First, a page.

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Melbourne’s rail network needs a timetable shake up to avoid cramped and unsafe peak-hour conditions during the coronavirus restrictions, transport advocates have warned.
Analysis by the Public Transport Users Association shows availability of trains across the city falls by up to two thirds once peak hour ends, leaving fewer options for travel outside of the morning and afternoon rush.
It comes after the Andrews Government announced that rising patronage was making it harder to maintain social distancing and that passenger numbers had risen past the key threshold of 15 per cent of normal levels.
The PTUA has urged for a redesign the current timetable to let Melburnians move around outside of the peak and keep safety restrictions enforced.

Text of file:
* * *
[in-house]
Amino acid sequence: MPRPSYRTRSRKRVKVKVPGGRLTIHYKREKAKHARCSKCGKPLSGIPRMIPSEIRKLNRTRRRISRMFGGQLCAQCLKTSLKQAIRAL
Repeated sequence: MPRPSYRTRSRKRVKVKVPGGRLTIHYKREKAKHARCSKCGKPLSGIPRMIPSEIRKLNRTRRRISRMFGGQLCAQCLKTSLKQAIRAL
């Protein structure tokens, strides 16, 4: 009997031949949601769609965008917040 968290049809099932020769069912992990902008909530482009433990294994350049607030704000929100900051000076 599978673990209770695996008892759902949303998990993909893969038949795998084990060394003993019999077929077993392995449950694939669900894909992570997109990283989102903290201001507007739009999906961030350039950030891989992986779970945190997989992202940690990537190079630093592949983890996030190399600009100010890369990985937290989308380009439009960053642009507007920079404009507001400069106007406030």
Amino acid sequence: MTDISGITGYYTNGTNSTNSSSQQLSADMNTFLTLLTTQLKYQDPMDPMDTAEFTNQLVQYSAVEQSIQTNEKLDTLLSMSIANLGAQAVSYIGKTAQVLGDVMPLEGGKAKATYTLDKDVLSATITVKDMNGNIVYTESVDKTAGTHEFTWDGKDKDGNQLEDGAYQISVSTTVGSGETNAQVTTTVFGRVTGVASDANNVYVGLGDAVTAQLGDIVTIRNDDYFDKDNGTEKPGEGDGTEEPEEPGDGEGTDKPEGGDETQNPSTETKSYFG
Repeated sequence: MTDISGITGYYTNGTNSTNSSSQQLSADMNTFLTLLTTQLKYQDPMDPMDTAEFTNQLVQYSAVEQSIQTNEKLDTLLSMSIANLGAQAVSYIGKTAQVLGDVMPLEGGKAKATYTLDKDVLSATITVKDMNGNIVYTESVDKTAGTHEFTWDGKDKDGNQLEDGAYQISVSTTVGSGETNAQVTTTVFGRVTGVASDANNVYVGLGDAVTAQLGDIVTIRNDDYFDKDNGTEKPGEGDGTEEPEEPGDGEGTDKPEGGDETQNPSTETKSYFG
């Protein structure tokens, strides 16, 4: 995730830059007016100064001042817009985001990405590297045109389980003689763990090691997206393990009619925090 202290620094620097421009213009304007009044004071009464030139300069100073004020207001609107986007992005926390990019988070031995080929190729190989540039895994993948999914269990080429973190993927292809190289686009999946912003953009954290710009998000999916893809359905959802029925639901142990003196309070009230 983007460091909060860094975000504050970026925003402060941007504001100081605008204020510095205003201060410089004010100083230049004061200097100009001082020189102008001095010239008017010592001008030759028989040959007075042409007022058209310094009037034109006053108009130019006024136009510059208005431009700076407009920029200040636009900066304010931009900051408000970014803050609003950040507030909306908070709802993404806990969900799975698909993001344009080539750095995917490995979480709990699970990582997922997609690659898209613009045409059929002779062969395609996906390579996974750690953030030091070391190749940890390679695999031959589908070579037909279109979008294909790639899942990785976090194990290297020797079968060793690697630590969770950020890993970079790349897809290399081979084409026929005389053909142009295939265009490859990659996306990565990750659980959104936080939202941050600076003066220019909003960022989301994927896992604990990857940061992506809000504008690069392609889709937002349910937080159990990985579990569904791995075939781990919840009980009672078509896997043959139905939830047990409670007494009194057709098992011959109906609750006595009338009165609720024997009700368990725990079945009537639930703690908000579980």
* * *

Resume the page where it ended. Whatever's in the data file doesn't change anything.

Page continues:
Flinders Street Station during a typical peak hour.Spokesman Daniel Bowen said it was vital to spread demand throughout the day by making more trains available during these times.
“It’s clear that we can’t return to the usual peak loads, with rampant overcrowding on trains, trams and buses,” he said.
“We don’t want a situation like Adelaide, where passengers are unable to maintain social distancing.
“It makes sense to encourage staggered working hours, with people travelling at different times – but this won’t help if public transport frequency and capacity is not boosted to enable it.”
Empty train stations have become a common sight. Picture: David CroslingOutside of the peak, the PTUA found the number of trains running each hour fell by 66 per cent on the Craigieburn, Hurstbridge, Mernda and Sunbury lines.
Mr Bowen said the services plummeted across Melbourne during these parts of the day.
“This means that on some lines, off-peak trains can be as crowded as peak hour.” he said.
“The public transport network is key to Melbourne’s economic recovery from this crisis.
“But it must be run in a way that ensures passengers and staff are as safe as possible.”
This article first appeared on www.heraldsun.com.au
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